After a rather short hiatus (roughly a year) Alter Der Ruine have reformed and finalised new material into the follow up album to their previous swan-song ‘There’s Always One More Son Of A Bitch’. It is heartwarming to see a band reform for the reason that they have managed to enjoy collaborating as musicians once more after a period of dissatisfaction with a project rather than due to financial incentives.
Not much has changed in terms of content, we are still presented with music rooted firmly in the industrial genre. For those of you unfamiliar with Alter Der Ruine, their music currently is a blend of melodic darkpop vocals and instrumentation with pumping, catchy dance beats. Think Aesthetic Perfection, VNV Nation and Project Pitchfork for good examples of what is presented here.
The album begins with the appropriately titled ‘Lights’. This is a sombre, mellow track as has become increasingly typical of recent album openers within the alternative music scene. From the opener to the closing track ‘Leviathan’ themes and music styles stay within defined boundaries. This album doesn’t really deviate from the darkpop/dance beat formula, but it is by expanding on this somewhat simple combination that the musical creativity of the trio can really shine through.
Very quickly it becomes apparent that the excellence of the programmed beats throughout this album lie with the expertise that Mark Treveloni and Mike Jenney bring to Alter der Ruine and their various other projects. You can feel the hours of painstaking work that have been involved in mixing and perfecting each track, and this is both appreciated and very welcome. ‘Poltergeist’ for us stands out as a great example of a well-designed and executed dance track, with the additional layering of a minimalist piano melody creating a wonderfully haunting yet beautiful atmosphere.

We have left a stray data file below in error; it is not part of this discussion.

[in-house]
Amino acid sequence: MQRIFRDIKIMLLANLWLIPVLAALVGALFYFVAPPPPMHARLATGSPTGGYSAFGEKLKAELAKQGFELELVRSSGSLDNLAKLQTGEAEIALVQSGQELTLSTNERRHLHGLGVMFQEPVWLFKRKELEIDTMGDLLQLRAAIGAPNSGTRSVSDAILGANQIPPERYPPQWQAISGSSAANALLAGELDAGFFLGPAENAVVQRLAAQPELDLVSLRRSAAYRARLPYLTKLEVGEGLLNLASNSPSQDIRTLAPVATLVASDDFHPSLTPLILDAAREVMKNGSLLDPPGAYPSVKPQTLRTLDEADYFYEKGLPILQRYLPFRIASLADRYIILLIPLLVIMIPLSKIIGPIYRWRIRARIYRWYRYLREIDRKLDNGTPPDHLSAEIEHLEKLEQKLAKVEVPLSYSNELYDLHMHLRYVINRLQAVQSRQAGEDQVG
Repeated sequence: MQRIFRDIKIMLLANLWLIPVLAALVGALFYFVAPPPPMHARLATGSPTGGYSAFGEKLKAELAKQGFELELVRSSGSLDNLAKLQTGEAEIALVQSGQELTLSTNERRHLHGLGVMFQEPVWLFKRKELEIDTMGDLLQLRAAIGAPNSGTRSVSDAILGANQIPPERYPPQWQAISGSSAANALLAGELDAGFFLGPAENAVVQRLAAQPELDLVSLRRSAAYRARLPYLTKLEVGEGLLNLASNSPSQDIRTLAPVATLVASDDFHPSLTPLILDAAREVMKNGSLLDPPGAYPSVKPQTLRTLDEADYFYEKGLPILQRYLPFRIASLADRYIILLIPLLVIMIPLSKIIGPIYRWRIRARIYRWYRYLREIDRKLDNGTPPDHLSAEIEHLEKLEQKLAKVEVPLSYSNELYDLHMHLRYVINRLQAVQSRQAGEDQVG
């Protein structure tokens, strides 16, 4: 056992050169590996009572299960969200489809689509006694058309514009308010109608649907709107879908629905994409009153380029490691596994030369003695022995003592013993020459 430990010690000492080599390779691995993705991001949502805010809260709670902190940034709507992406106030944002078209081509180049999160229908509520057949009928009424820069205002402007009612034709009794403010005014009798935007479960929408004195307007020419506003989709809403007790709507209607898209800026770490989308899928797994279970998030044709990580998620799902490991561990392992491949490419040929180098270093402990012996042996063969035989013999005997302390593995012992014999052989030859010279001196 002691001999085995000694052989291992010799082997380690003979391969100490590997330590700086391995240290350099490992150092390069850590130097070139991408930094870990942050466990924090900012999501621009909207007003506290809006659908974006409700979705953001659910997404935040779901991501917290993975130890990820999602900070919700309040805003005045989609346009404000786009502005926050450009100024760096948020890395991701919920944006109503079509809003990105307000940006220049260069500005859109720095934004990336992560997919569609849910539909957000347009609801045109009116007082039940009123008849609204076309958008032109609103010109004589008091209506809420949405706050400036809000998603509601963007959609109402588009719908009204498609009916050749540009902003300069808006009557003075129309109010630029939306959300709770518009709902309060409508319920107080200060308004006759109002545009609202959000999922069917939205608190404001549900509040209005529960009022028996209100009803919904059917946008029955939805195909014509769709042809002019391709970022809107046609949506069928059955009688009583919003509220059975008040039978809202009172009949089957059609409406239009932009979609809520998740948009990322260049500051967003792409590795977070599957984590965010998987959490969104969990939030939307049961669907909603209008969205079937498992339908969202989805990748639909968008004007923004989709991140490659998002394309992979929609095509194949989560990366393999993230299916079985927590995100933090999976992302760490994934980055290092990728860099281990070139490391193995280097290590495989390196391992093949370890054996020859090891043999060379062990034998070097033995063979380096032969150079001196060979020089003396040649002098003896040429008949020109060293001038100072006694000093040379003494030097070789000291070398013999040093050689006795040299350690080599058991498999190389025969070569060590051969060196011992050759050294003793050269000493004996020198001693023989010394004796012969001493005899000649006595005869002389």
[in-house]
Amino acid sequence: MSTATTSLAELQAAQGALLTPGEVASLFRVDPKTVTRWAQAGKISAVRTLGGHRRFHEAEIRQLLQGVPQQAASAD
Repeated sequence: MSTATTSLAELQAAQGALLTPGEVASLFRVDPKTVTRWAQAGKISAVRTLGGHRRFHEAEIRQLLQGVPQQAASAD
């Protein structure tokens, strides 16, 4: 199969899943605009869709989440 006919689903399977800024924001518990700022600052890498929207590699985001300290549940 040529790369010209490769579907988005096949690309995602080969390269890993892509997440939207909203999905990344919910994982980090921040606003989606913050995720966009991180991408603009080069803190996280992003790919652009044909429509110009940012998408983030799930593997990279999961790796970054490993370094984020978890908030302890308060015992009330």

Lyrics delve into the usual black abyss of inspiration, concerning dark emotional states such as unrequited love, alienation and depression. Whilst not a groundbreaking idea, they fit well enough even if they feel a little bland. This is a shame considering how well the hollow, delicate soundings of Mark Treveloni’s voice fit within the tracks as a complete product.
As a whole this album has a lot to offer for someone interested in industrial music or darkpop in general. As much as we are falling in love with this offering though it feels as though something is missing. The pieces gel well together as they are, but this album needs an innovative twist or different dimension to its sound for Alter Der Ruine to truly make this album a masterpiece and to stand above their numerous industrial peers.
However if this is the album that cements the new line-up, (now with DJ Plastic Disease!) and they can expand and grow from this new effort, then we see a lot to look forward to. A well thought-out, executed and very enjoyable album.